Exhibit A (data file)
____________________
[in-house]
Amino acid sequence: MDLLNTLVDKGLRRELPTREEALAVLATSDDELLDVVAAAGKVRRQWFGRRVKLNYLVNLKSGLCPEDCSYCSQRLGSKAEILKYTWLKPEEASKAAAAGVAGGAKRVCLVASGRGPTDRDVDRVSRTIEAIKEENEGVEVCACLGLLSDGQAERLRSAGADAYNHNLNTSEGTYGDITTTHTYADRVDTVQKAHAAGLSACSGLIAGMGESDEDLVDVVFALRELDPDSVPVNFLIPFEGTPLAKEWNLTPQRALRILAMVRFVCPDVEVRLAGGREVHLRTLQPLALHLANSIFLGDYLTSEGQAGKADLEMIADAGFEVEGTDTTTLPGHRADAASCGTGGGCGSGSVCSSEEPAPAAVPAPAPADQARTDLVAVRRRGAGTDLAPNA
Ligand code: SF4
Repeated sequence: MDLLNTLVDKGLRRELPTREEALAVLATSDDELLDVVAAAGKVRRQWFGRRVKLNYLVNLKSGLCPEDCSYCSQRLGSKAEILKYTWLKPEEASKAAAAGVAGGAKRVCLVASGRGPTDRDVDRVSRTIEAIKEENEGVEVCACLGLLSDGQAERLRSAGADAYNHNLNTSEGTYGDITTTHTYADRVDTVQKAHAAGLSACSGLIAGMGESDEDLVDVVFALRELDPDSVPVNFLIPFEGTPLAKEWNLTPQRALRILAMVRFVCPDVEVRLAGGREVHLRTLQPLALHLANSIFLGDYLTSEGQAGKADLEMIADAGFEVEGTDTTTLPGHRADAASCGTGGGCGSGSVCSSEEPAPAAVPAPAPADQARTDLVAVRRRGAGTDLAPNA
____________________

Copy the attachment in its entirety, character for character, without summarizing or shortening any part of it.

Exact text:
[in-house]
Amino acid sequence: MDLLNTLVDKGLRRELPTREEALAVLATSDDELLDVVAAAGKVRRQWFGRRVKLNYLVNLKSGLCPEDCSYCSQRLGSKAEILKYTWLKPEEASKAAAAGVAGGAKRVCLVASGRGPTDRDVDRVSRTIEAIKEENEGVEVCACLGLLSDGQAERLRSAGADAYNHNLNTSEGTYGDITTTHTYADRVDTVQKAHAAGLSACSGLIAGMGESDEDLVDVVFALRELDPDSVPVNFLIPFEGTPLAKEWNLTPQRALRILAMVRFVCPDVEVRLAGGREVHLRTLQPLALHLANSIFLGDYLTSEGQAGKADLEMIADAGFEVEGTDTTTLPGHRADAASCGTGGGCGSGSVCSSEEPAPAAVPAPAPADQARTDLVAVRRRGAGTDLAPNA
Ligand code: SF4
Repeated sequence: MDLLNTLVDKGLRRELPTREEALAVLATSDDELLDVVAAAGKVRRQWFGRRVKLNYLVNLKSGLCPEDCSYCSQRLGSKAEILKYTWLKPEEASKAAAAGVAGGAKRVCLVASGRGPTDRDVDRVSRTIEAIKEENEGVEVCACLGLLSDGQAERLRSAGADAYNHNLNTSEGTYGDITTTHTYADRVDTVQKAHAAGLSACSGLIAGMGESDEDLVDVVFALRELDPDSVPVNFLIPFEGTPLAKEWNLTPQRALRILAMVRFVCPDVEVRLAGGREVHLRTLQPLALHLANSIFLGDYLTSEGQAGKADLEMIADAGFEVEGTDTTTLPGHRADAASCGTGGGCGSGSVCSSEEPAPAAVPAPAPADQARTDLVAVRRRGAGTDLAPNA